Kinship Between Kentucky and Northeast Japan Found in 'Horses, Horses'

By Gail Hairston

(March 8, 2016) — Five years ago this Friday, the world watched in horrified disbelief as one disaster after another pummeled Japan to submission … earthquakes, tsunamis, nuclear meltdown.

Some say northeast Japan may never completely recover from its own private apocalypse; yet the island nation’s authors, artists and philosophers are determined to help their country and the world understand and convalesce.  

“Horses, Horses, in the End the Light Remains Pure,” the most recent work by Hideo Furukawa, as translated by University of Kentucky Professor of Japan Studies Doug Slaymaker, is gathering global acclaim for its ability to capture the shock and disorientation of the event.

Slaymaker will do a reading and discussion of “Horses, Horses” at 5:30 p.m. Friday, March 11, at The Morris Book Shop, located at 882 E. High St., Lexington.

Facinated by the overlaps between Appalachia and the mountainous region of Japan and the obvious connection between Furukawa's subject matter and Kentucky's horse obsession, Slaymaker has written a new translation of the award winning, "Horses, Horses, in the End the Light Remains Pure."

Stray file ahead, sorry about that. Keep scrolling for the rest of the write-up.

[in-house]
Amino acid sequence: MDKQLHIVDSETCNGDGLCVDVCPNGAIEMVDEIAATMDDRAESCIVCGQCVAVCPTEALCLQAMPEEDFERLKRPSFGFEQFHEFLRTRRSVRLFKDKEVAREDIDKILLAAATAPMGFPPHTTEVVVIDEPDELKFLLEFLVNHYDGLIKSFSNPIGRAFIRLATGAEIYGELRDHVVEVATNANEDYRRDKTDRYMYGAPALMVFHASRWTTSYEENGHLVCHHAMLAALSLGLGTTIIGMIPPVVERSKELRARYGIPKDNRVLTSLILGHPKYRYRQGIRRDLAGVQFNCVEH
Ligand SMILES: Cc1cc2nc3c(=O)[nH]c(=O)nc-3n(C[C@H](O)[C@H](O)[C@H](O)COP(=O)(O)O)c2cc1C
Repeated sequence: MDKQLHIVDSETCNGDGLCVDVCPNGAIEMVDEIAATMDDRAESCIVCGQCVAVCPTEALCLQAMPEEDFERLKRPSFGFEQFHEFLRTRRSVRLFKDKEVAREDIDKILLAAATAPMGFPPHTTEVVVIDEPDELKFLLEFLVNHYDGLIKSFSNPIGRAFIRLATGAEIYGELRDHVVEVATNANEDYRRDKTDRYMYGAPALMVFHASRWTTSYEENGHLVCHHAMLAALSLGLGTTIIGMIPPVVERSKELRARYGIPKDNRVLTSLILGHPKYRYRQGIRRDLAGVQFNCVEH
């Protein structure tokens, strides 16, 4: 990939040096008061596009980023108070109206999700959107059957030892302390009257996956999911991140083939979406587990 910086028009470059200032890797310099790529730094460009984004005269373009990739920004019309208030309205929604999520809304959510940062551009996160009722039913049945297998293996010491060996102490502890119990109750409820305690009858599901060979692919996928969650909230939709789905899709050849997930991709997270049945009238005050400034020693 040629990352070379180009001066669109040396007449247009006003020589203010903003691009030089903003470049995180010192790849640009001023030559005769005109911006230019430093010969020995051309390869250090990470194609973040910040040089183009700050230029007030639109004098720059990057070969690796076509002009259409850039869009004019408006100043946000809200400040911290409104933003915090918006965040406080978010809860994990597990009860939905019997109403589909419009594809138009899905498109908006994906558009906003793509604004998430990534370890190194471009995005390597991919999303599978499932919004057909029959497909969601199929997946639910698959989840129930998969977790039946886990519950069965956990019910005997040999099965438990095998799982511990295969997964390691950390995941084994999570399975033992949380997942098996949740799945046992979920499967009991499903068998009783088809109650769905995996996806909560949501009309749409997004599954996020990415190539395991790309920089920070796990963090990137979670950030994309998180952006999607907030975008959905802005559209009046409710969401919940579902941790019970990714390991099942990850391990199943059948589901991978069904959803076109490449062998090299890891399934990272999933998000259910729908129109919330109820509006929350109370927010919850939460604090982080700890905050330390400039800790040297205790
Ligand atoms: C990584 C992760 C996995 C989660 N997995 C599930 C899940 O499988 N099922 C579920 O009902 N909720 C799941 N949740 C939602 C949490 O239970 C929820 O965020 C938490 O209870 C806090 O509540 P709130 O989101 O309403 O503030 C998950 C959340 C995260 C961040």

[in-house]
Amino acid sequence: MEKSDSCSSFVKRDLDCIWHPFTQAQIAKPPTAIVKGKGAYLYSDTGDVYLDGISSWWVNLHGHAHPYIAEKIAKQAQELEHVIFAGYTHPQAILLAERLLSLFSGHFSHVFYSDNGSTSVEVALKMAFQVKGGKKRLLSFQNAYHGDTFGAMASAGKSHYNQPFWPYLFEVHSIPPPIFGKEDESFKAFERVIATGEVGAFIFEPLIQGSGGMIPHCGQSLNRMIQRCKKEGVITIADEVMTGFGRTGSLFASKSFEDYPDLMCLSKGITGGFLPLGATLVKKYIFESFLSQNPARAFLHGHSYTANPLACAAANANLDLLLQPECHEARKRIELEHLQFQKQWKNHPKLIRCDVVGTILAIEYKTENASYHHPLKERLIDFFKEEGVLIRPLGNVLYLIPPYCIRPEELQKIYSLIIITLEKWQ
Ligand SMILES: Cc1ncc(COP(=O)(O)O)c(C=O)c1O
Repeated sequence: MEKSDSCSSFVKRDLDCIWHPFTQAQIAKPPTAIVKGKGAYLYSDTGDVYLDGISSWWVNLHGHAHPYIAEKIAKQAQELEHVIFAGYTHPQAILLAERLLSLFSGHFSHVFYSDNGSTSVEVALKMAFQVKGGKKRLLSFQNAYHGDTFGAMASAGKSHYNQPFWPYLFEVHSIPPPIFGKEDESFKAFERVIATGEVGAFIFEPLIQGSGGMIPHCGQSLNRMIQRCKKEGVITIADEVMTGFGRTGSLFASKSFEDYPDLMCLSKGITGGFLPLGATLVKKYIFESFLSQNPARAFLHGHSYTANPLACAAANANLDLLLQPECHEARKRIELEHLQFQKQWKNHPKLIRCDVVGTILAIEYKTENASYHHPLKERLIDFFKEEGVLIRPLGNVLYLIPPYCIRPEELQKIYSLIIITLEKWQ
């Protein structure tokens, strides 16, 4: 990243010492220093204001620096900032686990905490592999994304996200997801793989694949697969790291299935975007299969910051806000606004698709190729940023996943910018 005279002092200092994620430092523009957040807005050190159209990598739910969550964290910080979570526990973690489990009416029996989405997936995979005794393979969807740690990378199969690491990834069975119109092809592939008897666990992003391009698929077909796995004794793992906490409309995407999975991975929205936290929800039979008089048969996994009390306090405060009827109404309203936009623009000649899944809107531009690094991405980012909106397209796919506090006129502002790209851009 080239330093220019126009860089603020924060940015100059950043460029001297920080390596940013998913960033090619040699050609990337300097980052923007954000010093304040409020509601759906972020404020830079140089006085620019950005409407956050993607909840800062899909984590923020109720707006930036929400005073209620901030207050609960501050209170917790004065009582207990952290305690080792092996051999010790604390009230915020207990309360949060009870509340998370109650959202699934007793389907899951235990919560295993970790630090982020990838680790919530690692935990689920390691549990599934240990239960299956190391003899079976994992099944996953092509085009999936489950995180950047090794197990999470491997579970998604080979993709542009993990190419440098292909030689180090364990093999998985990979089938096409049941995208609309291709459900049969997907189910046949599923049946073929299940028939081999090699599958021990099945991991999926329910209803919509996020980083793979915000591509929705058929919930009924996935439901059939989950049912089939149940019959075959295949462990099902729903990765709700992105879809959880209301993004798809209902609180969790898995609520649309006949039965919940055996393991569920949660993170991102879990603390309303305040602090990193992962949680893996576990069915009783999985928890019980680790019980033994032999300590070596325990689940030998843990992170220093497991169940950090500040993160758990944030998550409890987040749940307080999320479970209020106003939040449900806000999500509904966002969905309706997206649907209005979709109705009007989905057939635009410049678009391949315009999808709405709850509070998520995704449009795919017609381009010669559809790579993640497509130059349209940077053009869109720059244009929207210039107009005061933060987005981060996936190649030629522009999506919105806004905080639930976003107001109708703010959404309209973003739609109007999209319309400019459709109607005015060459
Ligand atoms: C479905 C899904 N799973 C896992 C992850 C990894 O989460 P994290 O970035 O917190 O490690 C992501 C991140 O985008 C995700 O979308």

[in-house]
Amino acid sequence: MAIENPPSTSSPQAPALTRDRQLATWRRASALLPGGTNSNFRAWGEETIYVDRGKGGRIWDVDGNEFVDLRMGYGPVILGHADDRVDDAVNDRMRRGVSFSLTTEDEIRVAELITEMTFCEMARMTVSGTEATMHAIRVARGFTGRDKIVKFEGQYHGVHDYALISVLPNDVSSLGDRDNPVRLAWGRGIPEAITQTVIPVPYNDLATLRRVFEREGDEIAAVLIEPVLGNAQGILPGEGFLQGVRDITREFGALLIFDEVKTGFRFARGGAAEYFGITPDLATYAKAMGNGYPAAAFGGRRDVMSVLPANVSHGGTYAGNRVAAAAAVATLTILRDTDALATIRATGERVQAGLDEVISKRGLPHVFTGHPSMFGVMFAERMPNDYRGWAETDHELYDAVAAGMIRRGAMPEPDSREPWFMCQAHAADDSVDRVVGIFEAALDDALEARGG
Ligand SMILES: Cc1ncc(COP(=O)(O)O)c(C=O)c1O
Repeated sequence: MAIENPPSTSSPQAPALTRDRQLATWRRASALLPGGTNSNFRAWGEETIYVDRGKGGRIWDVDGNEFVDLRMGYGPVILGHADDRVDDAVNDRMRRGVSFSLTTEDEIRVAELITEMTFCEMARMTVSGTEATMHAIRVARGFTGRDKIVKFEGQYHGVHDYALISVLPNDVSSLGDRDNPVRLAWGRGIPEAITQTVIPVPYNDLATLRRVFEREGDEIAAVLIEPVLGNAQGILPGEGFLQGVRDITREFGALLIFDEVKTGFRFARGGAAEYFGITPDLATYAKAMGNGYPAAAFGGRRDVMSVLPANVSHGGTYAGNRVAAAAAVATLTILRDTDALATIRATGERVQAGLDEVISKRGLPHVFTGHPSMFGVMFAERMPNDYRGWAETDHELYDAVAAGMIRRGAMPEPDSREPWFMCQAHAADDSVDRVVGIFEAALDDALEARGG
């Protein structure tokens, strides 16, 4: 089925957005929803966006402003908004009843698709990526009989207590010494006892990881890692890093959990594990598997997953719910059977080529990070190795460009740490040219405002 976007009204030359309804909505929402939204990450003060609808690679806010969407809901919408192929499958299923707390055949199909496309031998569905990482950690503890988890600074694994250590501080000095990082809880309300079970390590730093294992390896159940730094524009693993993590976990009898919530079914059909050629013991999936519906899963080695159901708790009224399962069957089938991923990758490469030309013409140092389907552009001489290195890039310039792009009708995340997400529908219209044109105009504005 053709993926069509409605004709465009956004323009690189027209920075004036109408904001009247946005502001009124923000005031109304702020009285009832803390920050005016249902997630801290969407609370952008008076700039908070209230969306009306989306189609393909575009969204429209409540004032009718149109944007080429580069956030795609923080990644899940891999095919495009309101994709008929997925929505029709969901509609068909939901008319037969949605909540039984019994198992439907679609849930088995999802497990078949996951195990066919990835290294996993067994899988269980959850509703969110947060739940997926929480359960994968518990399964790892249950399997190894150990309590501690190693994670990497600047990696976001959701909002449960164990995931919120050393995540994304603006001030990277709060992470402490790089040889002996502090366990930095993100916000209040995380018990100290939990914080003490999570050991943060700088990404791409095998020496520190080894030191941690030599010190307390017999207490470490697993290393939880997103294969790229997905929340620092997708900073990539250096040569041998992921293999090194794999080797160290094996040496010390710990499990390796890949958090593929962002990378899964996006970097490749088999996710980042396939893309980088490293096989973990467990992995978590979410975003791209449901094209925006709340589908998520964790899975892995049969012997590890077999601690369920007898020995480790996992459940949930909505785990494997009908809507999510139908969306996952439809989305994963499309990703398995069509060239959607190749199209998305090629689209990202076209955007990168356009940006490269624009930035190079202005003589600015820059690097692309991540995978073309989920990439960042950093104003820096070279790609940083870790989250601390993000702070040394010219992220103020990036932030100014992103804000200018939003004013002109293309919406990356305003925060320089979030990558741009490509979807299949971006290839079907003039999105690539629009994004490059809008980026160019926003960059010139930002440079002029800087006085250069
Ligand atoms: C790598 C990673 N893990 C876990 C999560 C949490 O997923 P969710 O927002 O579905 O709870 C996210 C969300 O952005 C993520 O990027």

“Something of a novel, something of a road trip memoir, ‘Horses, Horses’ is one of the most important interactions with the earthquake, tsunami and meltdown of March 11, 2011,” said Slaymaker. “I find it compelling as a work that engages with oral histories and forgotten tales from rugged regions that are the source of extractive technologies; it is a work, that is, that takes up many issues that resonate strongly within Appalachia.”

In its review, the Columbia University Press, declared, “Furukawa travels back to his childhood home near Fukushima after 3/11 to reconnect with a place that is now doubly alien. His ruminations conjure the region's storied past, particularly its thousand-year history of horses, humans, and the struggle with a rugged terrain. Standing in the morning light, these horses also tell their stories, heightening the sense of liberation, chaos, and loss that accompanies Furukawa's rich recollections. A fusion of fiction, history, and memoir, this book … draws its own, unforgettable portrait of personal and cultural dislocation.”

A novelist now living in Tokyo, Furukawa has received the Noma Literary New Face Prize, the Mystery Writers of Japan Award, the Japan SF Grand Prize, and the Yukio Mishima Award.

For more about “Horses, Horses” visit: and

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